Selection Process

The site selection process consisted of :

  1. An analysis of the policy framework from McKinsey Management Consultants which recommended that a single tertiary-level paediatric hospital should be developed and sited in Dublin and
  2. The selection of the Mater site, by the HSE, based on a recommendation by a joint HSE/DOHC group.

While we agree with the McKinsey recommendation and endorse fully the development of a single national tertiary-level paediatric hospital, we are most concerned that the site selection process mentioned at (2) above lacked transparency and was superficial in its consideration of alternative site options. It had been argued that co-location of the NPH with an adult acute hospital was a non-negotiable recommendation of McKinsey. While McKinsey recommended co-location as a preferred option, they made the point that “international experience shows that it is important to weigh a decision to co-locate against pragmatic considerations, including space, and quality of access to potential sites….’’

Over 60% of the children and their parents attending the NPH will come from outside the greater Dublin area. Ease of access for these parents, who by virtue of the ill-health of their children have to travel to the hospital by car, should be a major consideration in selecting a suitable site.

It is our considered view that the TCD access study (“Distance and Travel Time Calculations for a Proposed National Paediatric Hospital in Dublin: A Report to the HSE” SAHRU, TCD, March 2006) relied upon by the Joint HSE/DOHC Group was flawed, insofar as it only assessed two city centre sites- St James and Mater hospitals- and then only while assuming free-flow conditions. In our view the access issue needs to be reconsidered in the wider social appraisal of this vital national capital project. Of major concern is the absence of any study of ambulance access times to any site.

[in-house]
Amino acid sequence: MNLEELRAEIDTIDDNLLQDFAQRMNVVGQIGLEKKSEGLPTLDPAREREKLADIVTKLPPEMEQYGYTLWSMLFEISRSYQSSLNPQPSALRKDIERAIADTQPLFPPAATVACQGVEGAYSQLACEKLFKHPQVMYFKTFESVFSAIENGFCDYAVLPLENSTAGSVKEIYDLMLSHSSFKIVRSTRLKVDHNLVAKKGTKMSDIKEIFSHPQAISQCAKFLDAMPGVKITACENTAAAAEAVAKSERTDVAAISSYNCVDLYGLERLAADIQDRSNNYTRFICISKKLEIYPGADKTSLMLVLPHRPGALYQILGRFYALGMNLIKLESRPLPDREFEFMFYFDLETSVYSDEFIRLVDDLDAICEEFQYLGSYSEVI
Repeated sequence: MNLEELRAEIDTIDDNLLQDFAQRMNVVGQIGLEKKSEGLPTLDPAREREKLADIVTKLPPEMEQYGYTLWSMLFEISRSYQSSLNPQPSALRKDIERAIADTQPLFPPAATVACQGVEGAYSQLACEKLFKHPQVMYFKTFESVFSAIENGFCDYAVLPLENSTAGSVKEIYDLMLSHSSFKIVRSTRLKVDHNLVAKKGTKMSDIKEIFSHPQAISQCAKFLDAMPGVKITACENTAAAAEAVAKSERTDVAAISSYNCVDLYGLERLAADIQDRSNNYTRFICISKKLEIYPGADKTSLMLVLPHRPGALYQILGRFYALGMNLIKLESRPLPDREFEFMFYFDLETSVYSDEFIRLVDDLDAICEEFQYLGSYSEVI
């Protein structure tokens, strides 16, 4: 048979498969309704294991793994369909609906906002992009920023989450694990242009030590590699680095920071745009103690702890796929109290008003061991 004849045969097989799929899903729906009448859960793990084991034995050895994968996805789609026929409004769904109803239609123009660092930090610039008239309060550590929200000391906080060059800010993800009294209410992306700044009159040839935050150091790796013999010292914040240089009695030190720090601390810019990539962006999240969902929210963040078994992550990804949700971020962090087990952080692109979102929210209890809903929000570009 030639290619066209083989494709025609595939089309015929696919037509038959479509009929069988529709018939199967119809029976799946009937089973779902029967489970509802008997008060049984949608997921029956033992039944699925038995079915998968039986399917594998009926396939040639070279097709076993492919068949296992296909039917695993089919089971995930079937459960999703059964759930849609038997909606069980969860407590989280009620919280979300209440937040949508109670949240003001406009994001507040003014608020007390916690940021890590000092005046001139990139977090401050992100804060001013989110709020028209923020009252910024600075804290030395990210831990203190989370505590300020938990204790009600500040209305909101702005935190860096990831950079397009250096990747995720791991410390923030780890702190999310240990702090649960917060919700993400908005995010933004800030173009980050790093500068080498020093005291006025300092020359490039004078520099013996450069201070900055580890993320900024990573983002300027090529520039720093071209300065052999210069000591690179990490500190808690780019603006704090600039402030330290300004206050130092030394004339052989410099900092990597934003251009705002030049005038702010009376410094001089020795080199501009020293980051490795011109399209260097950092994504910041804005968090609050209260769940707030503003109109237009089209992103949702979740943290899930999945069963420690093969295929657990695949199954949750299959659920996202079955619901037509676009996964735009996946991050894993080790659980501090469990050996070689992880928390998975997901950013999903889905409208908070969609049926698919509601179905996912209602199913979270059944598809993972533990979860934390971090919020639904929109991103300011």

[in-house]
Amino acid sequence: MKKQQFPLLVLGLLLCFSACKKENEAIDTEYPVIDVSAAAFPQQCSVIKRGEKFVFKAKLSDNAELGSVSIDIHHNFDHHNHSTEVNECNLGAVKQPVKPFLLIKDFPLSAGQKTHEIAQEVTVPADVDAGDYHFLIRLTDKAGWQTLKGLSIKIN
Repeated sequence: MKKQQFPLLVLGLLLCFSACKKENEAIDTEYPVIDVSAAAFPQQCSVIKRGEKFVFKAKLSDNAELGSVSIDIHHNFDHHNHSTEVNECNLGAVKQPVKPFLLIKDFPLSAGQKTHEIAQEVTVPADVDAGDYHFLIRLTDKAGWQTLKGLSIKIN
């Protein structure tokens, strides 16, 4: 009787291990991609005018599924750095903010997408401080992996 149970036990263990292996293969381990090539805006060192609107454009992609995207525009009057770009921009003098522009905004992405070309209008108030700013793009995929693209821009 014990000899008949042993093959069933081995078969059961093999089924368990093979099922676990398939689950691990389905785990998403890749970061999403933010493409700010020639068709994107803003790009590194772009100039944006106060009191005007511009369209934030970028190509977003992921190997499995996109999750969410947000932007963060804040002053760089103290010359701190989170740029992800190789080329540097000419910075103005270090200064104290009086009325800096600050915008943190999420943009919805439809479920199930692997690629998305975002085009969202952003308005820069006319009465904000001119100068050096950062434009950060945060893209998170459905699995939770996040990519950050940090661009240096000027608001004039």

We are most concerned that the selection of the Mater site does not appear to have been subject to appropriate appraisal (including Cost Benefit Analysis appraisal) under the Department of Finance’s “Guidelines for the Appraisal and Management of Capital Expenditure Proposals in the Public Sector“.

In this regard we feel that a number of the sites which were put forward for consideration merit urgent appraisal under these guidelines to establish:

  1. If it would be more efficient to build on one of these sites, rather than on the Mater site, i.e. “Could more be achieved for the resources to be invested” (Para 1, page 9 of the guidelines.)
  2. If the location of the NNPH on the Mater site provides value for money, taking account of “Deadweight” (Para 1.2, page 9 of the guidelines)
  3. If private sector options compared with public sector ones might provide better value for money.
  4. If the ongoing current revenue costs generated by building on one site, when compared with other sites, were fully appraised (Para 1, Introduction to the Fundamentals, page 5)
  5. If the relevant access merits of alternative sites were appraised in the context of the very large number of patients and their families who will travel from all around the country for tertiary-level acute paediatric care.

NNPH Project Concerns

It is acknowledged widely that the site at the Mater Campus is deficient in many ways as the site for the NPH. This is borne out by the thousands of concerned citizens who have registered their support for a review of the decision and left their comments on our website.

Serious concerns have been expressed by commentators regarding:

  • the model of care;
  • building configuration of 16 storeys high;
  • cross infection hazards associated with 31 elevators in the building;
  • the quality of the therapeutic environment for very sick children;
  • difficult access to a city centre site for children and their families, and for emergency ambulances in traffic, especially in light of its proximity to Croke Park, with its matches, concerts and conventions and associated traffic/crowd congestion; the NPH will have the only Emergency Department for children in the whole of the Greater Dublin Area.